"But you said that you yourself were not very focused."

"Compared to other men in my family, that's true. So I know a little about astronomy, a lot about computers, a little about business, and I have, if I may so, a slightly higher level of social functioning than the others. Or maybe it's not even functioning, just an acute awareness of when I'm not functioning, so that I at least know when to feel embarrassed.

She laughs. "You're definitely good at that. It seems like you sort of lurch from one moment of feeling embarrassed to the next."

He gets embarrassed.

"It's fun to watch, " she says encouragingly. "It speaks well of you."

"What I'm saying is that this does set me apart. One of the most frightening things about your true nerd, for many people, is not that he is socially inept - because everybody's been there - but rather his complete lack of embarrassment about it."

"Which is still kind of pathetic."

"It was pathetic when they were in high school. Now it's something else. Something very different from pathetic."

"What, then?"

"I don't know. There's no word for it. You'll see.""

[Ed: The extracts above are from Cryptonomicon by Neal Stephenson]

Gabriel: I might also add that your feelings towards your juvenilia written in a bygone day is one of the things I desperately try to avoid by regularly scouring my pathetic body of doggerel.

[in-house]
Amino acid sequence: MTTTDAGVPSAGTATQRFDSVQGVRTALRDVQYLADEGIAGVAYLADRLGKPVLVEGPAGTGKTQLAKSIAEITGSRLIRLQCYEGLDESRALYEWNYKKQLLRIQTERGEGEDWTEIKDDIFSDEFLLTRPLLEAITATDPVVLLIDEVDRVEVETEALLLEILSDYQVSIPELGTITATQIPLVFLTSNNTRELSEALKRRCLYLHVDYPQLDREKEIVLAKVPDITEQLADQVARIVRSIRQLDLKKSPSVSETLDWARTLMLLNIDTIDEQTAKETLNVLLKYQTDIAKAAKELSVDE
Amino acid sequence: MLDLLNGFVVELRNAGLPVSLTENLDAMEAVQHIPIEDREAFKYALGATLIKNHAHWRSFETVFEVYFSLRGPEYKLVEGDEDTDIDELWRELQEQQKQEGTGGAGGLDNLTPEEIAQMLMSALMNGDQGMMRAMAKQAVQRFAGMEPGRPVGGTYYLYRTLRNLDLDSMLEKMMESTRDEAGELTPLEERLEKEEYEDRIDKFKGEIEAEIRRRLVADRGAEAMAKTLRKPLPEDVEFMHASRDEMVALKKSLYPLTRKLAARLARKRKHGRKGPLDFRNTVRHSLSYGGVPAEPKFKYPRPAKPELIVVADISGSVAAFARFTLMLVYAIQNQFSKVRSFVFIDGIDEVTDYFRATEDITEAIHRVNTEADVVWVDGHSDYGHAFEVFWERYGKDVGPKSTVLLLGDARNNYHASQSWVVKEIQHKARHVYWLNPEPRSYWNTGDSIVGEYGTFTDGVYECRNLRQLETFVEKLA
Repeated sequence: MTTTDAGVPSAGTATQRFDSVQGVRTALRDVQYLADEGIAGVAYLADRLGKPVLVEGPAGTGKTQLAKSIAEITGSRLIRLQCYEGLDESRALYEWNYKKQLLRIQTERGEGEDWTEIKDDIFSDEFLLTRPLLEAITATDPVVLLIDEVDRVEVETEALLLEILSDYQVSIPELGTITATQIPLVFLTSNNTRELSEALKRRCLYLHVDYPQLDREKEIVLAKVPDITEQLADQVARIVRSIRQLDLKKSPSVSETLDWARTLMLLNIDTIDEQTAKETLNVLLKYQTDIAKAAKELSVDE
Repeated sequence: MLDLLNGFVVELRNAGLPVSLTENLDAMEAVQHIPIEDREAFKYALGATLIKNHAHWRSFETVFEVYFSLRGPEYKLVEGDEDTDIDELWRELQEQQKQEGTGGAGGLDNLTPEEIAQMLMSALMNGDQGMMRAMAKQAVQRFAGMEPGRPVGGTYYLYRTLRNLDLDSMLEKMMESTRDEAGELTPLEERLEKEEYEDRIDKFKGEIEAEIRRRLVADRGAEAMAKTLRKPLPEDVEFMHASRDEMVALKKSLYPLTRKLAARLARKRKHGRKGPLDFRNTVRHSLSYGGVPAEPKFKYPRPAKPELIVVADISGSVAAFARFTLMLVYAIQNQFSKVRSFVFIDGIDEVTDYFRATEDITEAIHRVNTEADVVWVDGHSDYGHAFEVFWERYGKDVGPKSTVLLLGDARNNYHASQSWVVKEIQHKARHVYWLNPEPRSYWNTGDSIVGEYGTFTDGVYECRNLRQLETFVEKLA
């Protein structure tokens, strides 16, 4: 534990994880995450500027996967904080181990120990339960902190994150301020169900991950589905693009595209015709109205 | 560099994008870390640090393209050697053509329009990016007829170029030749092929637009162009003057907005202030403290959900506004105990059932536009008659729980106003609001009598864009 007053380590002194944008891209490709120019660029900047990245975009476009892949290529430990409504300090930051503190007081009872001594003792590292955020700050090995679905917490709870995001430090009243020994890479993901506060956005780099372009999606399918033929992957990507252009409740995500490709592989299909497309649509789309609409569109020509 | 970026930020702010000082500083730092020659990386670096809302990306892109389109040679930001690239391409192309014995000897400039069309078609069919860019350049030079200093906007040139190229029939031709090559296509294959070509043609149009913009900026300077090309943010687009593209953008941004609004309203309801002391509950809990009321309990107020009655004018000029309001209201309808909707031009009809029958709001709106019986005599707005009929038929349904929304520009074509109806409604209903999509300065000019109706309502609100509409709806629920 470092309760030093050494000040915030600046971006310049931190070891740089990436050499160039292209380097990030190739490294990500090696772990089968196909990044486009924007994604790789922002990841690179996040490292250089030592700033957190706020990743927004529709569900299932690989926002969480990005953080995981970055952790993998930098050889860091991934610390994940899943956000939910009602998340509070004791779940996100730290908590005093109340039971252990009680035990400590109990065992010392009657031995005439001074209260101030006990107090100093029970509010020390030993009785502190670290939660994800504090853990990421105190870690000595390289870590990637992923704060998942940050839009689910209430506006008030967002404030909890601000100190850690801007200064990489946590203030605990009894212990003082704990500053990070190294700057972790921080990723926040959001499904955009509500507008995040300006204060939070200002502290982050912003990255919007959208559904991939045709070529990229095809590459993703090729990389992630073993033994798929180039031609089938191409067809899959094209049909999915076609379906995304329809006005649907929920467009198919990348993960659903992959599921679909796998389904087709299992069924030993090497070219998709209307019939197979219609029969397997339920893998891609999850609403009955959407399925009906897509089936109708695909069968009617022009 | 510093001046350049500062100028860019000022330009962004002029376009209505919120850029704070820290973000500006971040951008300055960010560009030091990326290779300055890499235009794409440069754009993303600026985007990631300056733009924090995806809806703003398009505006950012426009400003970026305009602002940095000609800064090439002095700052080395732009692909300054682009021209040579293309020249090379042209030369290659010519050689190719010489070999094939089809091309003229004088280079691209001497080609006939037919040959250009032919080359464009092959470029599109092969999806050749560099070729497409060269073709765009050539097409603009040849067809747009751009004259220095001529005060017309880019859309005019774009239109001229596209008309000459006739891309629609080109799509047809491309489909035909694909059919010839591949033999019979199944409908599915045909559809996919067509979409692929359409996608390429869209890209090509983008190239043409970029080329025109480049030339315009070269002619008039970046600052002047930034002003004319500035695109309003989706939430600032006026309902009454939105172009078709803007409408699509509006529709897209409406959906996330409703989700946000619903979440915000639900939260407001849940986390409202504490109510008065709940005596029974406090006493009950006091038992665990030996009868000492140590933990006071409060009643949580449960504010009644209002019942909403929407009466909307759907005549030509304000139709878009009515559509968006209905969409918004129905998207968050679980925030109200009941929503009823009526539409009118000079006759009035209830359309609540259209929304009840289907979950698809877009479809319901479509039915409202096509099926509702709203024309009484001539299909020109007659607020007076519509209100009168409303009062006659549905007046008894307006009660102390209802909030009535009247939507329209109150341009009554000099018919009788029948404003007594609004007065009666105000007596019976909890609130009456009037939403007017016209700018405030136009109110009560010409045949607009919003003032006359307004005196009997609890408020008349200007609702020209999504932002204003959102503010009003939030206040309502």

[Ed: Nothing can change the nature of a man. And censoring the past should be beneath you *disapprovingly*]
Daily am I feted:

"random article review
this article, written by a sixteen-year-old gabriel, highlighted here for your perusal, is both unintentionally amusing and highly illuminating wrt the writer. even as we cackle at his gross exaggerations and unnecessary pen-flowering - note especially "forevermore" added for undertones of doom and hilarious rhetoric ("Is it fair to subject the young to brainwashing and torture? Do we really want our children, brothers and sisters to be subjected to the cruelty of a militant culture? " no less!) - remember that this piece will probably end up as an interesting appendix to his biography, doubtless something disturbingly similar to Mein Kampf . note also the "religious fundamentalism" argument expressed in its larval stage. the sudden segue (i get to use the word "segue"!) to community service is also comic in its equally extreme position. this confirms my equally extreme theories on ri boys developed in sec 3. a delightful read.
amusement value: ****

Reviewed by juwel.

I'm really quite ashamed at my lousy and simplistic essay now. Perhaps she should have read the one I wrote in J2 the day before enslavement, but then the poorer essay does have a certain charm about it.

It's rather plain but more importantly, it failed to explore adequately the cruel, harsh truth that is National Slavery.

Compare my limp diatribe with what Sec 2s are writing nowadays, and you will see how precocious children these days are :) (Though they do complain on occasion of the words I use being too difficult for them) Methinks I might post more of my RI work online. At least some of whatever wasn't lost in the late 1997 disk crash.